b.

Connect the modem with a Windows PC using the standard way and then use the WIGO dialler application with either the USB or PPPoE interface. The reason for doing this is so that you will be able to connect to the Registration server and at the end of the registration process the Windows PC automatically writes the network authentication username/password information to the modem. Once this is completed you can change the modem back to the Mac PC

 

 

2.

If the username/passwords are accepted, you will need to connect the modem to Mac with the modem Ethernet cable. Turn the modem on, then off and then on again (the modem will automatically detect it needs to switch to Ethernet mode and use the PPPoE protocol as opposed to USB protocol).

 

 

 

 

3.

Configure the Mac PC Built in Ethernet connection. To do this use the system preferences/internet & network/network window (This example is based upon MAC OS9). Then

- Set the location field - this could be any free text
- Set the show field to - built in Ethernet
- On the TCP/IP tab set the configure field to - Using PPP
- On the PPPoE tab set the account name to - your ISP user name
- On the PPPoE tab set the password to - your ISP password
- On the PPPoE tab select "connect using PPPoE", "Save Password"
and the "Show PPPoE status" buttons
- Set Apply Now

 

 

 

 

4.

If all is ok, you should be able to connect without having to make further changes to the Mac, as the modem connects you should see the status information indicating progress etc. idle -> contacting PPPserver -> establishing connection -> authenticating user -> connected to

 

 

WIGO Linux Software Installation Support

How to connect your WIGO Modem to a Linux PC with a PPPoE interface (connections via USB and PCMCIA are not directly supported by WIGO although drivers may be available elsewhere on the internet).

To connect your WIGO modem to a Linux PC (based on using Red Hat 9), you should not need any further software as the connection can be made via PPPoE, which usually means you can use the in-built Linux PC Ethernet client software.

To make use of this connection method you will require:

 

a.

A proprietary Ethernet cable (Modem to RJ45 connector) which your operator may have provided with the sales pack (or can be obtained from your operator), and

 

 

 

 

b.

To configure the modem so it sends the appropriate network authentication information.

 

 

 

As an aid for the set-up, do the following:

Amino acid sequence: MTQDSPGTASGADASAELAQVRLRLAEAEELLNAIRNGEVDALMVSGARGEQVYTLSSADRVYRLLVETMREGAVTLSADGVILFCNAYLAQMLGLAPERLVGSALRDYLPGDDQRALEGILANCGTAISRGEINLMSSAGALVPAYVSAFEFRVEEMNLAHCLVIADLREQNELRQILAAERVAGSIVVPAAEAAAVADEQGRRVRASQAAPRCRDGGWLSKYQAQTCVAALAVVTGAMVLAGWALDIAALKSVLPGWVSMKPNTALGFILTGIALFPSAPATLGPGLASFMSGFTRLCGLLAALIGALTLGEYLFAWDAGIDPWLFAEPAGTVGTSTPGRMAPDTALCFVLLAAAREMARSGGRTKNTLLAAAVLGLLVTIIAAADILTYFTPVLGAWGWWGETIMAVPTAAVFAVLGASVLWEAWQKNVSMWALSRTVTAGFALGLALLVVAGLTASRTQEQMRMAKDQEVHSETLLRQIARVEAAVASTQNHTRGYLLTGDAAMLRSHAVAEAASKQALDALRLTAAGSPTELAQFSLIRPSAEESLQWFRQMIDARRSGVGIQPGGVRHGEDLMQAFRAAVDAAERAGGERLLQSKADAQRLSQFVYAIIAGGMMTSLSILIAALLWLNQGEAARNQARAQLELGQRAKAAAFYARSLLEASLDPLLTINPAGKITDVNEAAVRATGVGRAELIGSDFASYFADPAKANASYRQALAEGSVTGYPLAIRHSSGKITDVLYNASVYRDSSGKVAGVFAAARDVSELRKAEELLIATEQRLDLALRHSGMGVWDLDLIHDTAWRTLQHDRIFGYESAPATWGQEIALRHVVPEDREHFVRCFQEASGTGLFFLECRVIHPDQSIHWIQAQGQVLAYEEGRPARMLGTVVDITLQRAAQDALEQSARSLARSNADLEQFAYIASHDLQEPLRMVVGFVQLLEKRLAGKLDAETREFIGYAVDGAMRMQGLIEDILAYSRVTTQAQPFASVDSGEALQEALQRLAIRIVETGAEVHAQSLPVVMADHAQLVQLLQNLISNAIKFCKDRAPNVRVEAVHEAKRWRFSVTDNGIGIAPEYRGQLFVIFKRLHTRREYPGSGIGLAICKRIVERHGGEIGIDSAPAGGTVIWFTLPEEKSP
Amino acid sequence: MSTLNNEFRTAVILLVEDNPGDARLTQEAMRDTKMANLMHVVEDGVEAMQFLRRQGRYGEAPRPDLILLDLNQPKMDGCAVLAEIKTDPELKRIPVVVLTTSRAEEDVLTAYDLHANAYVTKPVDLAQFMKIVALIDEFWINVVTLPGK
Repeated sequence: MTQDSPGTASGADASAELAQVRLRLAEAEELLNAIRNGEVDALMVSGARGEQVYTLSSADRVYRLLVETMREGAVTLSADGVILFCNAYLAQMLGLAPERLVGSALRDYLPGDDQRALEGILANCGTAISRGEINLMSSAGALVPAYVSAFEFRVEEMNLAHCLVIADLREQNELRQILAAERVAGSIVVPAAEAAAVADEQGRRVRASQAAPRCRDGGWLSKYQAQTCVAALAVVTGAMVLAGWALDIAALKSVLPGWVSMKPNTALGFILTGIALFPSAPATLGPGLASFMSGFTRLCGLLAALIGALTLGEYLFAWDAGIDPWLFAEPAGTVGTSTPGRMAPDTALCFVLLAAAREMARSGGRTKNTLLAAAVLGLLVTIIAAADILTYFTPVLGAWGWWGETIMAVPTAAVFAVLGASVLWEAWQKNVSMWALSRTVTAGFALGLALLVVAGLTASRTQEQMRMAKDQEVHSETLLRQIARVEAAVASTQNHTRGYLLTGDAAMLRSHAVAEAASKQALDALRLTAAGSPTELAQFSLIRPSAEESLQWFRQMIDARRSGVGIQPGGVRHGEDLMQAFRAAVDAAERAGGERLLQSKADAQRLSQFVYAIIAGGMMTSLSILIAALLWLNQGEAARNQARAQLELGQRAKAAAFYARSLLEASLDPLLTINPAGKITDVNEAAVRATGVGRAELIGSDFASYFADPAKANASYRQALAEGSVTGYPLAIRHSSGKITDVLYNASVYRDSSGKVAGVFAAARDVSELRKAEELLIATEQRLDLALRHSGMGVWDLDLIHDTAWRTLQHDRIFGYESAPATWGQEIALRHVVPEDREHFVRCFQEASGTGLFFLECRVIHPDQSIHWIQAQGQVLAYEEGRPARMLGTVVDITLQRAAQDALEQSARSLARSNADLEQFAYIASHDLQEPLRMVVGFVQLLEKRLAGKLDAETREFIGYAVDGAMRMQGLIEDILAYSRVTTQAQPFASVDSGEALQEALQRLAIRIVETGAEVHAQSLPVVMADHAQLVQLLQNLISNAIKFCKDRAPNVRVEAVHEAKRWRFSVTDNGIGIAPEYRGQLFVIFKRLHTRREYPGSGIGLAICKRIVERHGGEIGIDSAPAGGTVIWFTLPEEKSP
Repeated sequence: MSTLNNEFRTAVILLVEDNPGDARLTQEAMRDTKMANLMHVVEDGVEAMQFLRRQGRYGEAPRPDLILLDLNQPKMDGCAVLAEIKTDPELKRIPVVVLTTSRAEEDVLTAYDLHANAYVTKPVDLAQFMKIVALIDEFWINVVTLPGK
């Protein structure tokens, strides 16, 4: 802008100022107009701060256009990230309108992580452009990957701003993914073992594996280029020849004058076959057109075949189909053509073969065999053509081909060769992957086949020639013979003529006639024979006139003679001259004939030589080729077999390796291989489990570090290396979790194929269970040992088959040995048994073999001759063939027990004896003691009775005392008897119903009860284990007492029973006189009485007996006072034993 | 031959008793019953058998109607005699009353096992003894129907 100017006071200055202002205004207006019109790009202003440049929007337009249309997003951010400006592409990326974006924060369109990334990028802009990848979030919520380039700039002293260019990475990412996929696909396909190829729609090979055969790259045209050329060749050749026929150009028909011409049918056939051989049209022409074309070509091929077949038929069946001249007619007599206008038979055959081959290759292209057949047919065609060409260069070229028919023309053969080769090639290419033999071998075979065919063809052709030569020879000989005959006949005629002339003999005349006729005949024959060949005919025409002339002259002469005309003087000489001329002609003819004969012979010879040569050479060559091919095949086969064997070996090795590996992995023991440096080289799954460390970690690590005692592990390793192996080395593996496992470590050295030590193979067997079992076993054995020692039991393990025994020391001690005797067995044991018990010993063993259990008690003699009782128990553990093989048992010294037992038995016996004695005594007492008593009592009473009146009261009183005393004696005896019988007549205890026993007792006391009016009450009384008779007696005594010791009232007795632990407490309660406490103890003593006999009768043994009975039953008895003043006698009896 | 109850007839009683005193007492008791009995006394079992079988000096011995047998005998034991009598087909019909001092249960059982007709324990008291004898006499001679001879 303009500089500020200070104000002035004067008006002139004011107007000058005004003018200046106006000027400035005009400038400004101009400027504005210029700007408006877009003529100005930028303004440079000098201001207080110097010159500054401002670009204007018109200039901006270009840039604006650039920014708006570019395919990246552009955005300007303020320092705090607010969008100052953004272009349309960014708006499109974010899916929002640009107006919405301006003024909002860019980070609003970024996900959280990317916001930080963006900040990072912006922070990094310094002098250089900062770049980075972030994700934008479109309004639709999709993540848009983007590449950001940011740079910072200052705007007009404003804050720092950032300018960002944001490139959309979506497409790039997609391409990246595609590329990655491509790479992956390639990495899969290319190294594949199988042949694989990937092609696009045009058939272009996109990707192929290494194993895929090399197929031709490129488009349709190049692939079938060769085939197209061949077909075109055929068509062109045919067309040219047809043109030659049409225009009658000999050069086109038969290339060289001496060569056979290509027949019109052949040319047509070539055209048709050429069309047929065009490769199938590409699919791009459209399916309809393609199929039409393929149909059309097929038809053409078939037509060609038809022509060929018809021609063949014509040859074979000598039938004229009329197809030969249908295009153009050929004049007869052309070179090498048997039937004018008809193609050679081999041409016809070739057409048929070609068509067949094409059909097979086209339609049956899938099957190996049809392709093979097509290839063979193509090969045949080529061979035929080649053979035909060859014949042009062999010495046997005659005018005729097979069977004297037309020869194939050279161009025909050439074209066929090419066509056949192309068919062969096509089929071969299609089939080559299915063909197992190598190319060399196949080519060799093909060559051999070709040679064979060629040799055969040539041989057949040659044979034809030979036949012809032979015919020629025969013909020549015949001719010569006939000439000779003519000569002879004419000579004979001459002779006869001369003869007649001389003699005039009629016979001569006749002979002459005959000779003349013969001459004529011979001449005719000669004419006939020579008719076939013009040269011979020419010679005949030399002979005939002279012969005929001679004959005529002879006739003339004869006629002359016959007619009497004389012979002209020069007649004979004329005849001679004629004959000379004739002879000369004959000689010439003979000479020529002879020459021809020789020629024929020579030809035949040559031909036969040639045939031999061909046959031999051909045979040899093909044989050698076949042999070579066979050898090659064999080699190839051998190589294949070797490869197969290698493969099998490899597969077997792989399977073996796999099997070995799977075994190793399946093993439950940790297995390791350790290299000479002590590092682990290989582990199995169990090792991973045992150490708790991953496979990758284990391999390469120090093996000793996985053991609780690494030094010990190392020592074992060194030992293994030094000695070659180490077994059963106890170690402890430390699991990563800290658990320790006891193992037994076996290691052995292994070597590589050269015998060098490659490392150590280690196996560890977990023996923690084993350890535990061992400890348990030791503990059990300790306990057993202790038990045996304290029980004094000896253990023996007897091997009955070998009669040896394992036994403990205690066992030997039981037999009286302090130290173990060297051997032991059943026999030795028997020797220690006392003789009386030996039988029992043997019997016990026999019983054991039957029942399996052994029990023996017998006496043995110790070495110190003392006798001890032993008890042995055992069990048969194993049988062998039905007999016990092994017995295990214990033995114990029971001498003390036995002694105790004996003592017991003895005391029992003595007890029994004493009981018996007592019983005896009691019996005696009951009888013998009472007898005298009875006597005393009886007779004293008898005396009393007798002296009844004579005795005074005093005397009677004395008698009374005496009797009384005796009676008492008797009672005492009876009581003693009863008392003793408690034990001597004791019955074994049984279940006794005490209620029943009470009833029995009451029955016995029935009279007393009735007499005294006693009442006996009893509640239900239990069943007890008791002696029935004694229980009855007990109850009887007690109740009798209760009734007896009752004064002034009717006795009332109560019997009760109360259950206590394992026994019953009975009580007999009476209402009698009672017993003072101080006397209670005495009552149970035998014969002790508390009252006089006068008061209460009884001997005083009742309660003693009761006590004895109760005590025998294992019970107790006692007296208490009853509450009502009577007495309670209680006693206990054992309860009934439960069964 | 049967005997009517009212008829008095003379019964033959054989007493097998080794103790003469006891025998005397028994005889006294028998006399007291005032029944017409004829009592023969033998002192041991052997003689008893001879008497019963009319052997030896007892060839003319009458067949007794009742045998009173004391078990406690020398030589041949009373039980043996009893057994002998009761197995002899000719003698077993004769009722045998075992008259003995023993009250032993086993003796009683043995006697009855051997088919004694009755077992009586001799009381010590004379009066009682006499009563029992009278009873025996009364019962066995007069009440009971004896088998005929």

1.

Ensure the modem has been pre-provisioned with the Network access username & password. The reason behind this is the modem has 2-levels of authentication - Network and ISP.

If the connection was via a USB cable with the standard WIGO dialer software you would see the two tabs on the WIGO windows application where you enter the "Network" & "ISP" password. However, with a PPPoE client (Linux, Mac, Router) you only have the option to enter the "ISP" username and password, therefore for the Network side authentication the information needs to be pre-provisioned and stored in the modem memory.

 

There are two ways to do this:

a.

The operator has pre-provisioned the modem beforehand or,

 

 

b.

Connect the modem with a Windows PC using the standard way and then use the WIGO dialer application with either the USB or PPPoE interface. The reason for doing this is so that you will be able to connect to the Registration server and at the end of the registration process the Windows PC automatically writes the network authentication username/password information to the modem. Once this is completed you can change the modem back to the Linux PC

 

 

 

2.

If the username/passwords are accepted, you will need to connect the modem to a Linux PC with the modem Ethernet cable. Turn the modem on, then off and then on again (the modem will automatically detect it needs to switch to Ethernet mode and use the PPPoE protocol as opposed to USB protocol).

 

 

 

 

3.

Configure the Linux PC Built in Ethernet connection. Using Red Hat 9 you will need to configure the Wireless Broadband Modem as an adsl modem. Red Hat 9 ships a command line/script utility as part of the distribution.

a.

Use the adsl-setup shell script which will prompt you for various pieces of information and sets up an /etc/sysconfig/network-scripts/ifcfg-ppp0 configuration script for the adsl-start and adsl-stop scripts. Once adsl-setup has been run, it sets up the modem, pppd and sets the optimal MTU etc. as well.

 

 

b.

To connect a session, use the adsl-start scripts. If all goes well you should see a few dots and "Connected!"

c.

To disconnect the session, use the adsl-stop scripts.


Diagnosing Connection faults:

a.

If the connection fails you may want to open up the file /var/log/messages with a text editor and have a look at the error messages. You can try searching the internet with the errors text to see if someone has had a similar problem.

 

 

b.

If you're connected but you can't seem to load any web pages etc, open up the file /etc/resolv.conf with a text editor and make sure you have your ISP's name servers properly listed.